China Literature Share Price Doubles in Hong Kong Debut
Shares of China Literature Ltd., an online publishing unit of Tencent Holdings Ltd., doubled in price during their Hong Kong debut Wednesday.
The online publisher saw its shares hit a peak HK$110 ($14.10) within an hour after opening at HK$90, trading substantially higher than their initial public offering (IPO) price of HK$55. At midday, China Literature shares pared some of their earlier gains and stood at HK$104.30.
China Literature runs an online book-selling platform through Tencent’s popular WeChat messaging app, and offers nearly 10 million titles by 6.4 million authors. Some of its approximately 192 million monthly active users pay for content from contracted authors, forming a major source of revenue.
It owns the intellectual property for some of China’s most popular online serial novels, like fantasy series “Grave Robbers’ Chronicles” and the romance “To Our Youth That Is Fading Away,” which have been turned into a TV series and film respectively.
China Literature said Tuesday it had raised HK$8.33 billion from an initial offering of 151.37 million shares, valuing the company at HK$49.85 billion. Both retail and institutional tranches were heavily oversubscribed, with the portion available to individual investors was oversubscribed by 625 times, the company said.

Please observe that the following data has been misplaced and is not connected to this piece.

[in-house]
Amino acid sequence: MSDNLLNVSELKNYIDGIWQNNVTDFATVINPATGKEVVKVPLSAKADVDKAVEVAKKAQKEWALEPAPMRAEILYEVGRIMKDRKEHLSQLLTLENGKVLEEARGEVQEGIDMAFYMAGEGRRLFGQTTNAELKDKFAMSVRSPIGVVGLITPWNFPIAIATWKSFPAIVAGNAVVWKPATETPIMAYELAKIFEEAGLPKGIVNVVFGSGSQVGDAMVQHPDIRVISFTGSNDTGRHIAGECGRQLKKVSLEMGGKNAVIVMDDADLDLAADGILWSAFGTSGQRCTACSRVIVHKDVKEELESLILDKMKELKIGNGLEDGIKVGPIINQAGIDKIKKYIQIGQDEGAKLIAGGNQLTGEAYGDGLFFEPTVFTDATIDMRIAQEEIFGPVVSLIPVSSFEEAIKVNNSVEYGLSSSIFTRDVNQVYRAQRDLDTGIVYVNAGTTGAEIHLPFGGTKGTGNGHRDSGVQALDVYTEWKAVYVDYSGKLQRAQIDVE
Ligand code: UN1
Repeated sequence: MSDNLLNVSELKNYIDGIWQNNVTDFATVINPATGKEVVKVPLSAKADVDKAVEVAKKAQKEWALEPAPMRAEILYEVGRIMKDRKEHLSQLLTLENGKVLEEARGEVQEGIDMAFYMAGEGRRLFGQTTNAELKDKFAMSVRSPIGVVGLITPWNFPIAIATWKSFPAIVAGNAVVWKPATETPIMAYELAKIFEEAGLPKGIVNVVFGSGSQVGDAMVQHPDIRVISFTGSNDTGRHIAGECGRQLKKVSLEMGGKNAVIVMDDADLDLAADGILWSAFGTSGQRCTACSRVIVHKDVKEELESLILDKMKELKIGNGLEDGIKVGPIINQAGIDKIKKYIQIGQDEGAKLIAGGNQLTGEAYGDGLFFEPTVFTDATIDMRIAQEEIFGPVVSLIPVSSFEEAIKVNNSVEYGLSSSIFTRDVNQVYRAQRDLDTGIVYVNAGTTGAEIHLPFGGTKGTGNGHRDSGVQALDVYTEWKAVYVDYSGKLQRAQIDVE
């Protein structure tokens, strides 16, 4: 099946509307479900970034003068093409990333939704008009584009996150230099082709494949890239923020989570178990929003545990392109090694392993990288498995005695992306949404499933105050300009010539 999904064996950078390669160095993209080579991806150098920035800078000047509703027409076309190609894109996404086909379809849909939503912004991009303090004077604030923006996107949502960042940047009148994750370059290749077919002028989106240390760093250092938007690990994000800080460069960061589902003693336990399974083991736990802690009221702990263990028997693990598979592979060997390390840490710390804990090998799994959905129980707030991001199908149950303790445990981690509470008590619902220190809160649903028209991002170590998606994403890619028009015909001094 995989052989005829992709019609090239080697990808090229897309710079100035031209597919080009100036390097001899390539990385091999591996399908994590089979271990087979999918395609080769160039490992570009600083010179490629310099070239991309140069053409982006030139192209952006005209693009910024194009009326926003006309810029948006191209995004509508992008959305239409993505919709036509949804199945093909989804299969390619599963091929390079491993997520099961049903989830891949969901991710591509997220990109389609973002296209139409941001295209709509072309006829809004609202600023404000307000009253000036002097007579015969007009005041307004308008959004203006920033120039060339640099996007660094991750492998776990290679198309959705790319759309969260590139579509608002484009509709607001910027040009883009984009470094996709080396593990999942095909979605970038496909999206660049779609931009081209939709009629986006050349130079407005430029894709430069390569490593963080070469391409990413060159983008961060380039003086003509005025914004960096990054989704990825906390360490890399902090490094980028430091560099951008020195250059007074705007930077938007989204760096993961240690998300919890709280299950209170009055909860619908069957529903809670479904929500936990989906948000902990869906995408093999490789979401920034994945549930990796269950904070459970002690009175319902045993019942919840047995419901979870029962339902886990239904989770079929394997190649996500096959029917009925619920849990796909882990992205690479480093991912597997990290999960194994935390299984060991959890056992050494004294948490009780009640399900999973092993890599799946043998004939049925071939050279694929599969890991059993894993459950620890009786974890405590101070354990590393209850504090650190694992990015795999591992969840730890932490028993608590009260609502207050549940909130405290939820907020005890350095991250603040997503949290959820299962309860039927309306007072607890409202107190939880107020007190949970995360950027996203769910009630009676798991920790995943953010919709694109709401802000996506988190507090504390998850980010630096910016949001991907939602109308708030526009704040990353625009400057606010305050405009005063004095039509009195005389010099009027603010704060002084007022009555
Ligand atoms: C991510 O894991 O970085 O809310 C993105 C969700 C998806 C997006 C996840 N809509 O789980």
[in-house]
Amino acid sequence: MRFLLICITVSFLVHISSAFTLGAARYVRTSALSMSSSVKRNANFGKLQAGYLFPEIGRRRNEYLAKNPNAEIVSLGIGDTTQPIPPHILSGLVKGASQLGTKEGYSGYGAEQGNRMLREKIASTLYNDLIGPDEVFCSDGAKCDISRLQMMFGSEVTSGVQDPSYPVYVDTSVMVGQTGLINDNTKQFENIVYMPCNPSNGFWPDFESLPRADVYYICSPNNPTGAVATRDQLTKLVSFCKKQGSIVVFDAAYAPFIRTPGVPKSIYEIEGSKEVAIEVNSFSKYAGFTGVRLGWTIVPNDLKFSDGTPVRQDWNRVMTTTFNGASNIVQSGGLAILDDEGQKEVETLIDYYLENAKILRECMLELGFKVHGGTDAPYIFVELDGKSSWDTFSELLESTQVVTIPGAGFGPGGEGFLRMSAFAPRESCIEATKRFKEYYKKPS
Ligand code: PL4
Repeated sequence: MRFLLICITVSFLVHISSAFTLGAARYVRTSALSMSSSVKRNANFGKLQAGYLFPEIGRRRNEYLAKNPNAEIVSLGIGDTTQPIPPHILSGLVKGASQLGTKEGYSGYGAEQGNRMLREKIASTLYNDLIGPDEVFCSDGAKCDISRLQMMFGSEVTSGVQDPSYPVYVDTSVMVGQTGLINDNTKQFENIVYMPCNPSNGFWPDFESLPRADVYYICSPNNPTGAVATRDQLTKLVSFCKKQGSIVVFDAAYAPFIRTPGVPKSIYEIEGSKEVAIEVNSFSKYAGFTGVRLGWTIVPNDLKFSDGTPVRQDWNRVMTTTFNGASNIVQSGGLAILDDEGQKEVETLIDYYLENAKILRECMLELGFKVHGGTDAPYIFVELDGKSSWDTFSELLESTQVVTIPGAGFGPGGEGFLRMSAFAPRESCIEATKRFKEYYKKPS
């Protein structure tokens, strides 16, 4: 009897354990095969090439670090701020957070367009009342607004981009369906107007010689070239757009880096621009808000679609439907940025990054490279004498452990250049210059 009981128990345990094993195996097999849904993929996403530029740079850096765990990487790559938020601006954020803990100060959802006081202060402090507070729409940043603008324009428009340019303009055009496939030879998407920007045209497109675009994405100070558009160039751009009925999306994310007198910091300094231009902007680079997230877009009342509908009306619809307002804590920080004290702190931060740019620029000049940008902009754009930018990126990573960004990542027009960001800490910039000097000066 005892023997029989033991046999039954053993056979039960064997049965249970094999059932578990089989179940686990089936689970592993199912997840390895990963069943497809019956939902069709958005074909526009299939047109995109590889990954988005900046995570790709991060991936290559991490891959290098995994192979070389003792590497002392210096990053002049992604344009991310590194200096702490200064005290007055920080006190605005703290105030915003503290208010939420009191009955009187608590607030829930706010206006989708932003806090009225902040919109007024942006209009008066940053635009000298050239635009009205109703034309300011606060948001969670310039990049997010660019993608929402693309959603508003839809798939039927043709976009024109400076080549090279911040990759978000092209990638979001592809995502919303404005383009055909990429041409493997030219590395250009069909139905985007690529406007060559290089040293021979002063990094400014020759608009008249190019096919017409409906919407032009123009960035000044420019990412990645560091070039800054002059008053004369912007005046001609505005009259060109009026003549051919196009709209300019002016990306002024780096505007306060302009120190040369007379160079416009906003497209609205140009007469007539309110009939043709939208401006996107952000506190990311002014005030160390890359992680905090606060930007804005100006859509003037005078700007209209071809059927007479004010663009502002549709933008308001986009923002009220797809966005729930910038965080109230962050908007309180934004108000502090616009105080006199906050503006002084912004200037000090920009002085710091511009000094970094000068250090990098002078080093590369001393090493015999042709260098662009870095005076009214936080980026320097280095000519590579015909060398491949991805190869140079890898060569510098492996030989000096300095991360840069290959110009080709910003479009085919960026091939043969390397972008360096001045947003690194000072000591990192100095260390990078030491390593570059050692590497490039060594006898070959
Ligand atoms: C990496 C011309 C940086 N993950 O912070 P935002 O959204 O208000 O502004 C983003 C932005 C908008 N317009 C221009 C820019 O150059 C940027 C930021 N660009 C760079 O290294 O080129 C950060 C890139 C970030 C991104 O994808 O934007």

The massive oversubscription led to a brief tightening of market liquidity on Oct. 31, the day China Literature priced its IPO, with the overnight Hong Kong Interbank Offered Rate jumping to a nine-year high of 2.679%.
The company hopes to turn more of the literature it owns into a range of products, including videos, animations, and games, China Literature co-CEO Wu Wenhui told reporters at Wednesday’s listing ceremony.
“Today’s share price performance reflects on one hand everyone’s confidence in China’s cultural industry as a whole, but also reflects their confidence in China Literature,” Wu said. “This is a very pleasant surprise, but is also putting a lot more pressure on us.”
Investors are probably buying China Literature stock “on its future growth potential and scarcity of species rather than its valuation, which currently stands at over 1,800 times the price-to-earnings ratio,” Margaret Yang, a market analyst at derivatives dealer CMC Markets, told Caixin.
Over the next few days, “some consolidation” of the company’s shares is possible, as unlike companies listed on the Chinese mainland, Hong Kong-listed shares don’t face daily price limits, and “first-day trading might have priced in most of (investor) expectations,” Yang added.
The company recorded a net profit of 213.5 million yuan ($32.18) in the first half of 2017, a marked improvement from its net loss of 2.4 million yuan in the same period last year. China’s online literature market will grow from 11.4% of the total literature market in 2016 to 22.7% in 2020, the company said in a pre-IPO information pack.
China Literature’s debut was preceded by a smaller listing on the Shanghai Stock Exchange by fellow e-book platform IReader Technology, on Sept. 21. IReader saw its shares rise to the daily limit for over three weeks, climbing more than 500% in its first month of trading.
But IReader warned in late October that the developing online reading sector still faces some uncertainty, saying that brokerage reports may have overestimated its earning potential.
Contact reporter Teng Jing Xuan (firstname.lastname@example.org)
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